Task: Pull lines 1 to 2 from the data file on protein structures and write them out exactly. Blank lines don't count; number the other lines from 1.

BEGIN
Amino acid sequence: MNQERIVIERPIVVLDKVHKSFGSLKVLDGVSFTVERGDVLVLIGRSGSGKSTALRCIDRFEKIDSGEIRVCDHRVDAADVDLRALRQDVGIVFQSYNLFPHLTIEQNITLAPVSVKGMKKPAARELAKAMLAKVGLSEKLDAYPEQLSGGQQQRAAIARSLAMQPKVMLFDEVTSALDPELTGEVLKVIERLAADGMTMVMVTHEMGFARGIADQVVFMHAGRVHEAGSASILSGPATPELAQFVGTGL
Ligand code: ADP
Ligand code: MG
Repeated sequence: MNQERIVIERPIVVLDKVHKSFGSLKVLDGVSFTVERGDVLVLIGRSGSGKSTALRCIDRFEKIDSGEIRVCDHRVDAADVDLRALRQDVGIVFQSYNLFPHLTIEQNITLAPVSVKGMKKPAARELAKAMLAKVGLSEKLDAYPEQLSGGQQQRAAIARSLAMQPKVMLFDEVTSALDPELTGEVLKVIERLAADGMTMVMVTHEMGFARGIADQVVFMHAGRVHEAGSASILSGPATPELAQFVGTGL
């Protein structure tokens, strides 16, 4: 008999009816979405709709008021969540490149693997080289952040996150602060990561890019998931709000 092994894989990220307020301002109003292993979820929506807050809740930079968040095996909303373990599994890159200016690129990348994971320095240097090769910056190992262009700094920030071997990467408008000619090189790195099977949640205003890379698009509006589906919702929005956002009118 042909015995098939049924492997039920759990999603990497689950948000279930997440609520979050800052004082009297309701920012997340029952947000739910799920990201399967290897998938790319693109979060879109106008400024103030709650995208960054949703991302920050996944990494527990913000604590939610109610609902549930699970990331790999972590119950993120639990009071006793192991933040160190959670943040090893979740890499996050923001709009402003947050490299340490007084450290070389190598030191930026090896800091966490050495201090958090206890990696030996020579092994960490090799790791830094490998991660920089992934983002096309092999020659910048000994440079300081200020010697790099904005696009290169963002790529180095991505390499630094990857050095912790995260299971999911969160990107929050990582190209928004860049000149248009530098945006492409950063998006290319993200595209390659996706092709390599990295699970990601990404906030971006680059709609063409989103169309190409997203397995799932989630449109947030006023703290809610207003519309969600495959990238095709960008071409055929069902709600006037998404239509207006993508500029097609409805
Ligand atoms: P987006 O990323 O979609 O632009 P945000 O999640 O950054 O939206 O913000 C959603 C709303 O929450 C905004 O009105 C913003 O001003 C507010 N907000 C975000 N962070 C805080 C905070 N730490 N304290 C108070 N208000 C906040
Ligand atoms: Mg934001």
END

Amino acid sequence: MNQERIVIERPIVVLDKVHKSFGSLKVLDGVSFTVERGDVLVLIGRSGSGKSTALRCIDRFEKIDSGEIRVCDHRVDAADVDLRALRQDVGIVFQSYNLFPHLTIEQNITLAPVSVKGMKKPAARELAKAMLAKVGLSEKLDAYPEQLSGGQQQRAAIARSLAMQPKVMLFDEVTSALDPELTGEVLKVIERLAADGMTMVMVTHEMGFARGIADQVVFMHAGRVHEAGSASILSGPATPELAQFVGTGL
Ligand code: ADP